Bible Translation — “Tongues Translationism” Evaluated

“That Book in Your Hand”

In my last post on Bibliology, I described the view I call “tongues translationism”, also known as “double inspiration” — that God divinely superintended Bible translation in a similar way to His original giving of Scripture.  (Dr Peter Ruckman is one advocate of a form of this view.)  In this post, I would like to evaluate this teaching Scripturally.


Sermons on the nature of the Bible (Bibliology):

  1. The inspiration of the Scriptures, their divine nature, from II Timothy 3:16.
  2. The moving of the Spirit in giving us the Scriptures, from II Peter 1:19-21.
  3. The inerrancy of God’s Word (its complete reliability).
  4. The preservation of God’s Word.
  5. The illumination of the Scriptures, the work of the Holy Spirit in helping us to understand spiritual truths.
  6. The perspicuity of Scripture — the Scriptures can be understood and rightly interpreted.
  7. The canon of Scripture — this wasn’t a sermon, but it belongs in this study on Bibliology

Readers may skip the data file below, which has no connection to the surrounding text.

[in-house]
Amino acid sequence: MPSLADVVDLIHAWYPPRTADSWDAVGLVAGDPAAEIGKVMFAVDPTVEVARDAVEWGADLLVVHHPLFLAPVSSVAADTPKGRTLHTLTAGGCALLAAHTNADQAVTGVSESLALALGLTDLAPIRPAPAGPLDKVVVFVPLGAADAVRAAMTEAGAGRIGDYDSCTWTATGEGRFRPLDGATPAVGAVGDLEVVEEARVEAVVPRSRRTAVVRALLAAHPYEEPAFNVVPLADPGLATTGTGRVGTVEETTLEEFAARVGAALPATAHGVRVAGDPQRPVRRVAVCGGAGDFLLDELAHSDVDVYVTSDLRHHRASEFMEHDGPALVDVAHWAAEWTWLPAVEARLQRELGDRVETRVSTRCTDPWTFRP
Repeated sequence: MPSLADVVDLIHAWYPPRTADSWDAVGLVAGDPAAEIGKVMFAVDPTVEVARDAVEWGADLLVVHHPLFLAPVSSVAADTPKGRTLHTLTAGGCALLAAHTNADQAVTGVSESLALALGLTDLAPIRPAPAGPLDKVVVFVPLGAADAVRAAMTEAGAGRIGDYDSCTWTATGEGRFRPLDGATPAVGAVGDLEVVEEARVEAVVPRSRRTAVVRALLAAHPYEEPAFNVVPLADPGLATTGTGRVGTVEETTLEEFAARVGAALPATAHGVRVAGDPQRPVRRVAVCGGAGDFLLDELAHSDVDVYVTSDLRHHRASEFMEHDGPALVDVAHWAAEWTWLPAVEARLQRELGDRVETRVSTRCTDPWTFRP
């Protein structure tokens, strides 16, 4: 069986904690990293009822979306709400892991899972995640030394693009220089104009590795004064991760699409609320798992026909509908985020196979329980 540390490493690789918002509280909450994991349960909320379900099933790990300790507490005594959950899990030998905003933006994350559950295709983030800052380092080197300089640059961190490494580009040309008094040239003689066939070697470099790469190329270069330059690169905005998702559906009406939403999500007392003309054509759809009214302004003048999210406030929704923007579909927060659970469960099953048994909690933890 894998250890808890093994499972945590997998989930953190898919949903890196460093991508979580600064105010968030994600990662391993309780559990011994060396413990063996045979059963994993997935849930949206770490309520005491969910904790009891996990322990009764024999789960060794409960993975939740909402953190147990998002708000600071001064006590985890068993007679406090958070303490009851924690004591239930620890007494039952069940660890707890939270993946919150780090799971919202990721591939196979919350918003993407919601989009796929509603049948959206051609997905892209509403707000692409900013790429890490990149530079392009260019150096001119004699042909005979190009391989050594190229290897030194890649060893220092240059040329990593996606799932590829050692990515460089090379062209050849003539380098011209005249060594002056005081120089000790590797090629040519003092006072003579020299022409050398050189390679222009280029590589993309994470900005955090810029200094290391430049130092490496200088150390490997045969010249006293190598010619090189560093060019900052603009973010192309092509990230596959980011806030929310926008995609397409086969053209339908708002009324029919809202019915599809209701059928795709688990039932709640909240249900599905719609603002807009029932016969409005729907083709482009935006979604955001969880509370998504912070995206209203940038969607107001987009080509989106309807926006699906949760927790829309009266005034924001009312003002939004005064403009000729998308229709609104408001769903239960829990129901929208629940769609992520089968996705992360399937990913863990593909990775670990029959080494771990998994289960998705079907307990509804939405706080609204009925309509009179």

8. The unity of Scripture — it is one Book by one Author with one unifying message.
  9. The sufficiency of Scripture — the Bible is complete, and provides all we need to bring us to salvation and to guide us in a God-honouring life.

Previous posts on Bible translations:

  • Scripture translation is approved by God, as we can see by the use of languages in the Bible and the use of translated Old Testament passages in the New Testament.
  • Scripture translation is a necessary part of God’s plan, continuing the pattern of taking the Gospel to people where they are, a pattern which reached its highest expression when God became man.
  • Bible translations have anchored authority — their authority should neither be minimised nor separated from the authority of the original.
  • A description of the “tongues translationism” / “double inspiration” view.

Brief Review

In the last post, the “double inspiration” view was described as the idea / teaching that the translators were “inspired” in their work of translation.  Biblically, “inspiration” (Greek theopneustos) is a quality of Scripture rather than something that happened to the human agents used to give it, but this is more a question of wording than substance.  The real question — did God superintend the translation in the same way He gave the original text?

I mentioned that the idea of divine oversight giving a perfect Bible translation is not a new one, but something that Greek users of the Septuagint used to claim for their translation.